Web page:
The federal Centers for Medicare and Medicaid Services (CMS) announced on Aug. 31 that it was adding a bit more flexibility to its requirements around electronic prescribing (e-prescribing), through its changes in a final rule on physician reimbursement on that date that modified earlier requirements in its proposed rule from May.
The earlier, proposed, rule had confirmed that physicians who use a qualified e-prescribing system will be eligible for an additional 1 percent in Medicare Part B payments in 2011 and 2012, and a 0.5 percent increase in 2013. On the other hand, doctors who failed to complete at least 10 paperless prescriptions using a qualified e-prescribing system between Jan. 1 and June 30 of this year were set to receive a 1 percent cut in Medicare pay in 2012, a 1.5 percent cut in 2013, and a 2 percent cut in 2014. Physicians in rural areas without sufficient high-speed access and those without sufficient available pharmacies were set to be exempt.
The final rule released last week gave physicians one extra month to apply for a hardship waiver to avoid being penalized; as of Aug. 31, they must apply by Nov. 1 for a hardship exemption.
In addition, physicians who are registered to participate in another electronic health records program—such as the Medicare or Medicaid EHR Incentive Programs under the Act—will also be exempt from the 1 percent reimbursement cut in 2012.
This second clarification or adjustment is particularly significant, as it means that physicians who have already registered to participate in either of those programs do not have to prove that they are successful e-prescribers, since that program already quires meaningful users to have e-prescribing capabilities.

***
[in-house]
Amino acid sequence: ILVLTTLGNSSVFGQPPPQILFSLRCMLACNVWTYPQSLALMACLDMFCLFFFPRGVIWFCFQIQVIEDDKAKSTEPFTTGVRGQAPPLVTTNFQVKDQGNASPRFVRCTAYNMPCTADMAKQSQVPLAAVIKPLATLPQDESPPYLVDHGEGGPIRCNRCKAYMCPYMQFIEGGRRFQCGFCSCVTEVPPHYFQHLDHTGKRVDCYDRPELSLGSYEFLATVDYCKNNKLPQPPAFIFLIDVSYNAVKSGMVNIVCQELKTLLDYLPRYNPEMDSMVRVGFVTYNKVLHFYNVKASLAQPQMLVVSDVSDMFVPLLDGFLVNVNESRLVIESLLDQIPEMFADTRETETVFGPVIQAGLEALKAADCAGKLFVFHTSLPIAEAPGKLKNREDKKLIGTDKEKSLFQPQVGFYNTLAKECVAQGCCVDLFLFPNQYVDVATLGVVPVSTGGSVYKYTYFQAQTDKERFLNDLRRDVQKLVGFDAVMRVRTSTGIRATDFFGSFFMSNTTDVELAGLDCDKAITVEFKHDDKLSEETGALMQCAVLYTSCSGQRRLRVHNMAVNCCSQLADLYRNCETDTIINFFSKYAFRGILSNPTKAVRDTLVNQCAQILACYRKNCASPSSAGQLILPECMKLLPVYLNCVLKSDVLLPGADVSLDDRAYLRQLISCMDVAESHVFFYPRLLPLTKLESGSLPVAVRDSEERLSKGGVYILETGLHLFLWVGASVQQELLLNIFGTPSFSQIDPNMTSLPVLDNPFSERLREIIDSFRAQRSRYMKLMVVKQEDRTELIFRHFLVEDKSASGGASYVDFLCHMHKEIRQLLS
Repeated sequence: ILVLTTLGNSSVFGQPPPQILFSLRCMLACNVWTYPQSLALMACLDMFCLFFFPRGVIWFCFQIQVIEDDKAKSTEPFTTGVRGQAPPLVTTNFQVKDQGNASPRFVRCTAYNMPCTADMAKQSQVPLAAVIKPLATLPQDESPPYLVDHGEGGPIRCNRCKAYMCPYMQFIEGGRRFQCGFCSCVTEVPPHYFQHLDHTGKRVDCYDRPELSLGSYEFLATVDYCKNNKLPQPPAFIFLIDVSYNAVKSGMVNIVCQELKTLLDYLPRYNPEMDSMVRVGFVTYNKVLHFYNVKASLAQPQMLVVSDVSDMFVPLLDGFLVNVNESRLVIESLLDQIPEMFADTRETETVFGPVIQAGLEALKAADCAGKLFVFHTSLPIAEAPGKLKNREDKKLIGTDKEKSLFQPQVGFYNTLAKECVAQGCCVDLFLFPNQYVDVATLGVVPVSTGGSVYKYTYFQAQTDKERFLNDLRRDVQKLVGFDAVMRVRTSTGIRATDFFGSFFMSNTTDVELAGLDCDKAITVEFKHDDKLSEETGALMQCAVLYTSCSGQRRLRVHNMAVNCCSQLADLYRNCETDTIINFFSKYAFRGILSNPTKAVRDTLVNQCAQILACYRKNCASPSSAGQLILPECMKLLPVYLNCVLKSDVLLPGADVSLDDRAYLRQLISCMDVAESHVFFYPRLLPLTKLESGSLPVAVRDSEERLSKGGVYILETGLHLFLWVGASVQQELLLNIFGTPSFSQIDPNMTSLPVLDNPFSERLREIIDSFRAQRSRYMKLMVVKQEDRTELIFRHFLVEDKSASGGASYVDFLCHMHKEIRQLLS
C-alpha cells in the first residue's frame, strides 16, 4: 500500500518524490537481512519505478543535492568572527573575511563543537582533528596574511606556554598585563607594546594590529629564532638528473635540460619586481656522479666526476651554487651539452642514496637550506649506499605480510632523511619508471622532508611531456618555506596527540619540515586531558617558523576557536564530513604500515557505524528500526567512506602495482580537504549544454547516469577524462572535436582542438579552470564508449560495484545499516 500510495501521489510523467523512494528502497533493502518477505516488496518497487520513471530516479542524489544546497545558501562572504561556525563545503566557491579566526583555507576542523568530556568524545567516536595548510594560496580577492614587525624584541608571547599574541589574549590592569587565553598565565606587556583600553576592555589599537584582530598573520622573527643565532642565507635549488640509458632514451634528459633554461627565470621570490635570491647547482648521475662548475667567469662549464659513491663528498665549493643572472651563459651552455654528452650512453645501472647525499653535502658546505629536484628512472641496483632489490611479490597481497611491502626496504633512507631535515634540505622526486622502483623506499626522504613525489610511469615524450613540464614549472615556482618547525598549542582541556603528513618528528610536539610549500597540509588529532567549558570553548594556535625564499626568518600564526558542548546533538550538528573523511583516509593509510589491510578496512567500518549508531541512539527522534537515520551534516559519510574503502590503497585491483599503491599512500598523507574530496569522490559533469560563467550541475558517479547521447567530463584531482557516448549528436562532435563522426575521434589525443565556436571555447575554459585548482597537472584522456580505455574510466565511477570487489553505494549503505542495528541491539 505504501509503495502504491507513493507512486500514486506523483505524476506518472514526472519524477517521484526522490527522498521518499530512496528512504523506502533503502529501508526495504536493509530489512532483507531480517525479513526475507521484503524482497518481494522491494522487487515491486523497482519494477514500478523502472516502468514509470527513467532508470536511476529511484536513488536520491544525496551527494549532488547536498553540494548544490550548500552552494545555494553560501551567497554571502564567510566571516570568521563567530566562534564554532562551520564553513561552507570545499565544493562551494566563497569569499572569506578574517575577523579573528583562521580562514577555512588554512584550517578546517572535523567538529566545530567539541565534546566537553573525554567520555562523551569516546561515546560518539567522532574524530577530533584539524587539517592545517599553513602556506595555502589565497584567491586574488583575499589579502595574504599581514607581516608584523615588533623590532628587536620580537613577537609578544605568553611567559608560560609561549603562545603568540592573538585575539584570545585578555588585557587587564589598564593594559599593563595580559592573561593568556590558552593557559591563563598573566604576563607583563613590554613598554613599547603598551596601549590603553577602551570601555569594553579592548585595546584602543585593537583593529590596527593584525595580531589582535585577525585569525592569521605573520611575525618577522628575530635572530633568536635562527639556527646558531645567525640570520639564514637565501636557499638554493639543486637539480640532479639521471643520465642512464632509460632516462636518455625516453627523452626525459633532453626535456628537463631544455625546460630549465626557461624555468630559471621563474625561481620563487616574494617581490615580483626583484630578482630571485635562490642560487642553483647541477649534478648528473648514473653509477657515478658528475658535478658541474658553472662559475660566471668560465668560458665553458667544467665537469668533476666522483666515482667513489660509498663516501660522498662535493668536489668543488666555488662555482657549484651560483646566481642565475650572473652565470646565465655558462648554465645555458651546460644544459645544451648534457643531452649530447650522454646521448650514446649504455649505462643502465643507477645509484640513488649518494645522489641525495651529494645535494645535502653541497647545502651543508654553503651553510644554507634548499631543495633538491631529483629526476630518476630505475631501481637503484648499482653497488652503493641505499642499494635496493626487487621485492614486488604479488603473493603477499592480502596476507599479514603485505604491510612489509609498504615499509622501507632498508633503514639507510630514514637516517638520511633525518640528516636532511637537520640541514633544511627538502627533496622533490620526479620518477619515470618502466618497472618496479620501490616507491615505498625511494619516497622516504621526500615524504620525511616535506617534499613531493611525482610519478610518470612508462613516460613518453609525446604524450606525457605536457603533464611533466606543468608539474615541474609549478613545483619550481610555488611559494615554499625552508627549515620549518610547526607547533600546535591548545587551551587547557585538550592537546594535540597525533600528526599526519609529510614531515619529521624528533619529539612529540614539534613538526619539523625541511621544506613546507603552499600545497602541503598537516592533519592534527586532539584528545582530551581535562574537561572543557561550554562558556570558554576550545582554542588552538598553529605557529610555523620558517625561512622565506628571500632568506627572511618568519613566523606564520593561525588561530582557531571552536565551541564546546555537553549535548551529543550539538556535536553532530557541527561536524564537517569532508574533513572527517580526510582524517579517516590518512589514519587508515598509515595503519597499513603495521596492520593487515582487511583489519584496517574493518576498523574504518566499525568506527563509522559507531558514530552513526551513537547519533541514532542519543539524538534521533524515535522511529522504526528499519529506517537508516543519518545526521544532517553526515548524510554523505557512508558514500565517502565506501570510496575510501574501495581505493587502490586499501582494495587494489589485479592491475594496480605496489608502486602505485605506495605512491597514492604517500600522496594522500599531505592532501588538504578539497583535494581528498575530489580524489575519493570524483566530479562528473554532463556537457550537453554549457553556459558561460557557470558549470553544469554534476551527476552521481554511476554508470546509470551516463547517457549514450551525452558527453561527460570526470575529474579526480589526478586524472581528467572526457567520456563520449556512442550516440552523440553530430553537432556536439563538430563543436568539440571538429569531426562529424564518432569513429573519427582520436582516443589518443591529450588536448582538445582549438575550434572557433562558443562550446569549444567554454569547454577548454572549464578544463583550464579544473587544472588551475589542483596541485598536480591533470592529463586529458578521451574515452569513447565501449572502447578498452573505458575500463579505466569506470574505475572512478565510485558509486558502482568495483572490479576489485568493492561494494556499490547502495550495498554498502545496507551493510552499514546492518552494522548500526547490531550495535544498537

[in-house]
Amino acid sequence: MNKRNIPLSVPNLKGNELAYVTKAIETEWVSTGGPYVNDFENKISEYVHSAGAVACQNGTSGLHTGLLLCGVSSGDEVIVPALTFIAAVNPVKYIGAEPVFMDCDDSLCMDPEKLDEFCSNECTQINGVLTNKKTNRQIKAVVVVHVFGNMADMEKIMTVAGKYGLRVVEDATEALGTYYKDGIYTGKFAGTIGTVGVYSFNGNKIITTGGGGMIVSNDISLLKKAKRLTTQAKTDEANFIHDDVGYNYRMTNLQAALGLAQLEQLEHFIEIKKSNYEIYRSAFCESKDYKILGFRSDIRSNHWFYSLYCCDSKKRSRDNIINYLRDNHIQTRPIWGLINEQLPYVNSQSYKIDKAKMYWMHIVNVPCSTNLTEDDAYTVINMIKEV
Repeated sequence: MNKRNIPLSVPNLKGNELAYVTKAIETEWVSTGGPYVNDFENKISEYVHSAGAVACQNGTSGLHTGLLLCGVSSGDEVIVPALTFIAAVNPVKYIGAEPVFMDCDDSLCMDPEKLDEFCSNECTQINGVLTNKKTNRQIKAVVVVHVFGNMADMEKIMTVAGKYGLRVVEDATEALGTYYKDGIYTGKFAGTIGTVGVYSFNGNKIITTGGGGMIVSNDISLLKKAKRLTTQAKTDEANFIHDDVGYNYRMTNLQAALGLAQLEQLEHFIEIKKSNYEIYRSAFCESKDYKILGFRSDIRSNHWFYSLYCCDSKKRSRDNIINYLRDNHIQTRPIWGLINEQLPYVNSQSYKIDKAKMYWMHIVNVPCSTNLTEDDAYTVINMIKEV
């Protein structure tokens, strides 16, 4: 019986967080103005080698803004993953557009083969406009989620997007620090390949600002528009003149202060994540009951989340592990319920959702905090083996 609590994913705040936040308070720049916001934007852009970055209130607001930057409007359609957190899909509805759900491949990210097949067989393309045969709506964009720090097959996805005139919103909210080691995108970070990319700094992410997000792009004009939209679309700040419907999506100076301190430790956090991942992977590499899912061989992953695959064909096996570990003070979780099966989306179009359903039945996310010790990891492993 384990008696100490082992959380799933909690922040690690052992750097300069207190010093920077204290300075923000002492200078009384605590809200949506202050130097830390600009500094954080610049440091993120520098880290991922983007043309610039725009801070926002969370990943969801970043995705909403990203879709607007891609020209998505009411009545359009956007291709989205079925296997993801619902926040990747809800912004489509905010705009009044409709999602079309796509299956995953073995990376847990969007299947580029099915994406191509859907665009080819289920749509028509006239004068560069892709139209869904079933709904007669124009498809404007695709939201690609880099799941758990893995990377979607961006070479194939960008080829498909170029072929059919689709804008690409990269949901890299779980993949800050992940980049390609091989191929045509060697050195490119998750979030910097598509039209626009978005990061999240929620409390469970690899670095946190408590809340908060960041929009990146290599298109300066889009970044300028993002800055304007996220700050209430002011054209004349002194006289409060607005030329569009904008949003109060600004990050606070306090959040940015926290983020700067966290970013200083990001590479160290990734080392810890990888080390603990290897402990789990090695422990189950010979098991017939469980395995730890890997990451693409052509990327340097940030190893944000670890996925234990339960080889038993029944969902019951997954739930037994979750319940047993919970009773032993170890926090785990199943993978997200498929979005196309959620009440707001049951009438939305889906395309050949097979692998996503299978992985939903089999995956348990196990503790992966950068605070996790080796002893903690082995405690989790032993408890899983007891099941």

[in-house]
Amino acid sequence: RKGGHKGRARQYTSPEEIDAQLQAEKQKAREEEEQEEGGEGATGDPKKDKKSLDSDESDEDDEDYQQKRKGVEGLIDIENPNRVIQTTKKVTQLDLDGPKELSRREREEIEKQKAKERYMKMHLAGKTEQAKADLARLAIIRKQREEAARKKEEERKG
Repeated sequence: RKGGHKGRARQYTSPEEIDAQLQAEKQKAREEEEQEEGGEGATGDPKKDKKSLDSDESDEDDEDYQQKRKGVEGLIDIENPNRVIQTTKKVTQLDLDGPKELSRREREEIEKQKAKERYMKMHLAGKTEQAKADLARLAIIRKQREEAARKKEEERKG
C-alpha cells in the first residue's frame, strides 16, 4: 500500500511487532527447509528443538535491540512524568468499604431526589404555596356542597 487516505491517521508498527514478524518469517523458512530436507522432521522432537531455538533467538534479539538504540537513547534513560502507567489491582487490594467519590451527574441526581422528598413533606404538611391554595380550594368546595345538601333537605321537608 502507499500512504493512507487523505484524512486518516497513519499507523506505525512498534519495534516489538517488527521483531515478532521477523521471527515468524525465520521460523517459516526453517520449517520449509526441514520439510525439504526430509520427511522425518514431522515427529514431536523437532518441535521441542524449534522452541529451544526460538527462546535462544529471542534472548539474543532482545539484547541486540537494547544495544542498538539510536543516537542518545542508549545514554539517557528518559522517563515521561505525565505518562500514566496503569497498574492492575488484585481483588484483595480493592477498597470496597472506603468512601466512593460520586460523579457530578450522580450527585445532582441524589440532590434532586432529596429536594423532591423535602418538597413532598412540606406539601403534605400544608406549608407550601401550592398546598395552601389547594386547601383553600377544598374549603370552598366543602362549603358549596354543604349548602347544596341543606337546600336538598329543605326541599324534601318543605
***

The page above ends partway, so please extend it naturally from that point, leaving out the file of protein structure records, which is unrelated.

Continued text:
In response to the release of the final rule, the nation’s largest physician association released a statement.
“The American Medical Association (AMA) appreciates changes made by the Centers for Medicare and Medicaid Services (CMS) that provide more flexibility under the Medicare e-prescribing program so that more physicians who are unable to meet all the program requirements can be eligible and apply for an exemption to avoid penalties in 2012,” said the statement, issued by Cecil B. Wilson, M.D., the Chicago-based association’s immediate past president. “However, the AMA remains concerned that physicians only have a short period of time to apply for an exemption once CMS’s Web-based tool is made available.”
The statement went on to say that “[W]e had hoped for even greater flexibility, including an additional reporting period. We remain concerned that physicians will be hit with a penalty and are not being given enough time to comply with the e-prescribing program criteria to avoid this penalty.”